16 May 2016

Galen Strawson: Consciousness Isn't a Mystery

Galen Strawson, professor of philosophy at the University of Texas at Austin, writes in a New York Times op ed that the "mystery of consciousness" isn't really so mysterious:

Consciousness Isn't a Mystery. It's Matter.

In his own way, he argues for non-eliminative physicalism:

Those who make the Very Large Mistake (of thinking they know enough about the nature of the physical to know that consciousness can’t be physical) tend to split into two groups. Members of the first group remain unshaken in their belief that consciousness exists, and conclude that there must be some sort of nonphysical stuff: They tend to become “dualists.” Members of the second group, passionately committed to the idea that everything is physical, make the most extraordinary move that has ever been made in the history of human thought. They deny the existence of consciousness: They become “eliminativists.”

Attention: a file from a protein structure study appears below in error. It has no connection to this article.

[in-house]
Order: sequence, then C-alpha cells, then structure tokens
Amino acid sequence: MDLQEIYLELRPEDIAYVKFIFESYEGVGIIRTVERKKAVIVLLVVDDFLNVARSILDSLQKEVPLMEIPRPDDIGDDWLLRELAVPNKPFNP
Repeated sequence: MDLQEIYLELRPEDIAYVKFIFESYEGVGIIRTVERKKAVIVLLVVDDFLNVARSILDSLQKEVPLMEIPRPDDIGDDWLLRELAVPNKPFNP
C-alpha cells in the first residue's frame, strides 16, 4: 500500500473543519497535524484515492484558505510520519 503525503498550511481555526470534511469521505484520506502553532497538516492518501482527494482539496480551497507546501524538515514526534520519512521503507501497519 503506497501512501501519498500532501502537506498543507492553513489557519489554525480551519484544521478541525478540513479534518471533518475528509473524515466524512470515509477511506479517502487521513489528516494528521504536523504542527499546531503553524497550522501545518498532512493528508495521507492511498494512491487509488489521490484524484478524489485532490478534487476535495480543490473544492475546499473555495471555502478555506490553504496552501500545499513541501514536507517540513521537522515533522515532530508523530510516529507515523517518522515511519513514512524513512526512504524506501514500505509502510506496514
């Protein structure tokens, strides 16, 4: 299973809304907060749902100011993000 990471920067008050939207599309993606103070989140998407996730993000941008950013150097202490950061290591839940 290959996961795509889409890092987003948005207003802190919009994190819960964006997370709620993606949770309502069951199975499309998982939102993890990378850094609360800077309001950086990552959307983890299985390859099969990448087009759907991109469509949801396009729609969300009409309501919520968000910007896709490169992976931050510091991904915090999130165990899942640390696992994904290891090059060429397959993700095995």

This amazing phenomenon (the denial of the existence of consciousness) is a subject for another time. The present point — it’s worth repeating many times — is that no one has to react in either of these ways. All they have to do is grasp the fundamental respect in which we don’t know the intrinsic nature of physical stuff in spite of all that physics tells us. In particular, we don’t know anything about the physical that gives us good reason to think that consciousness can’t be wholly physical. It’s worth adding that one can fully accept this even if one is unwilling to agree with Russell that in having conscious experience we thereby know something about the intrinsic nature of physical reality.

I don't think his take on it is as illuminating as Lakoff's, but for a quick op-ed it does the job.

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